Making A Difference

She knew something was incorrect.

She knew something was not right.

She was very observant.  That was her natural talent.

Defective Tire
Defective Tire

She had to be observant.  Some of the guys could be really nasty.  She might get run over, figuratively, the tires were big, but more importantly the company was big, and it paid the highest wages around — well, at least it appeared so on the surface.  With a closer inspection …

She was doing her job, and as she saw it, her duty.  And she worked hard at her job, was super dependable, and did a good job.  It was a hard job.  But, she figured, at least, it wasn’t picking cotton — she had done enough of that when she was young.  She had been working hard ever since she could remember.  Her production numbers were good, and her waste numbers were low.

She was thankful for that.  She loved her work.  She was proud of it. She was loyal.  She stayed, stood her ground, and made a difference… despite the pot shots sent her way.


She made a Big Difference, despite no apparent apprecation.

Grace and Grit

She had to go to the Supreme Court to make that difference to be seen.

“THE DAY I discovered the note that changed the course of my life started like any other…”

“… I’d never in my life gotten a note like this before. Someone had listed my name and those of the three other tire-room managers, with salaries next to each name. My salary was exactly correct, down to the dollar. Over the years, I’d worried about being paid less than the men who were doing the same work I was, but I didn’t have any proof. I was like a wife nursing a nagging suspicion that her husband’s having an affair, with no hard evidence. But now there it was in plain black ink, what I’d always feared: The other managers, all men, had been making more than I was.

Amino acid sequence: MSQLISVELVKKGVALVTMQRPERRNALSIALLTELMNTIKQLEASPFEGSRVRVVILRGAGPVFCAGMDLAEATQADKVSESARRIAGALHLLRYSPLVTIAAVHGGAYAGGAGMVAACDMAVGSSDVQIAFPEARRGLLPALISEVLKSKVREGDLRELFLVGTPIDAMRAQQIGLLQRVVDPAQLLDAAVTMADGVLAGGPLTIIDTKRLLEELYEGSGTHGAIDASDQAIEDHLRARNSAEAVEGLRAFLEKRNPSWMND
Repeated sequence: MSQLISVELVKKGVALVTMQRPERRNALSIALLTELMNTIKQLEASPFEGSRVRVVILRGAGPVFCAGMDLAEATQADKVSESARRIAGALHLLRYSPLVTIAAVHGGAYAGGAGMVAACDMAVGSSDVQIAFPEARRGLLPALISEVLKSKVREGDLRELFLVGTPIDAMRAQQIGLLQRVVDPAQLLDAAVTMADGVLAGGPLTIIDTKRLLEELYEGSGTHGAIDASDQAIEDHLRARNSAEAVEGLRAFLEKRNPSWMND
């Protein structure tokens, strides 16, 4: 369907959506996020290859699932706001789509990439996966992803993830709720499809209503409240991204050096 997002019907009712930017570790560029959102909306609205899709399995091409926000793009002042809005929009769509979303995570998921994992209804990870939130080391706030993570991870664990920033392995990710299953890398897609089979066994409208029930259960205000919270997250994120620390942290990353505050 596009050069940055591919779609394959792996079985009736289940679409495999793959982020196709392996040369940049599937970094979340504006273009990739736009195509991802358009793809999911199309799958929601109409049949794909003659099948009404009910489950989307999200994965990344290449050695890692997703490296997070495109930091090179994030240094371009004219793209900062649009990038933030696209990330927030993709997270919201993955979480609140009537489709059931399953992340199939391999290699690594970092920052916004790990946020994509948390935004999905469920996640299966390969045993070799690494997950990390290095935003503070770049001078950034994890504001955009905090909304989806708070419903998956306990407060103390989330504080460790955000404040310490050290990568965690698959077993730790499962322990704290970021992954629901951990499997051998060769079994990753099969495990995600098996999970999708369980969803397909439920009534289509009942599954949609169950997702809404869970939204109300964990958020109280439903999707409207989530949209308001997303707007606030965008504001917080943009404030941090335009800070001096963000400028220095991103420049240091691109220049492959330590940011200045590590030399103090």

A lot more.

Ledbetter, Lilly; Isom, Lanier Scott (2012-02-28). Grace and Grit: My Fight for Equal Pay and Fairness at Goodyear and Beyond (p. 5). Random House, Inc.. Kindle Edition.

The company Goodyear had not really adapted well to the changing environment, its plant in Gadsden, Alabama for the past fifty years struggled to keep up, slow to change with the times.  Producing tires in this factory had been its main stay — a lucrative business most of the time.  There is boom and bust of the business cycle, the company can economize and lay-off some their workers when necessary, patch the machinery when necessary, to keep it going.  It is part of the rust belt American manufacturing.   And when the corporate of Goodyear like most big companies, opened up manager positions to women in the sixties and seventies, it was really a token effort on their part, just placating and adhering to the letter of the law, the Civil Rights laws, not the spirit.  And local managers and workers, in the belly of the old South, Gadsden Alabama, also came kicking and screaming too (but not enough kicking and screaming to jeopardize their jobs).

They really didn’t mean it. What they said on the record was not what they said, off the record. Yeah, you can apply, that’s the law — but most liked it the way it was — blacks and women need not apply.  To them — “It’s a man’s world: manufacturing is a tough and dirty business.”  No place for a woman.  You know — “the place for the woman is her kitchen.”  They did ok before, they thought, and — “why don’t you quit like the others.”  They did not want to change if they didn’t have to: they had their production and budgets to meet. They had their job.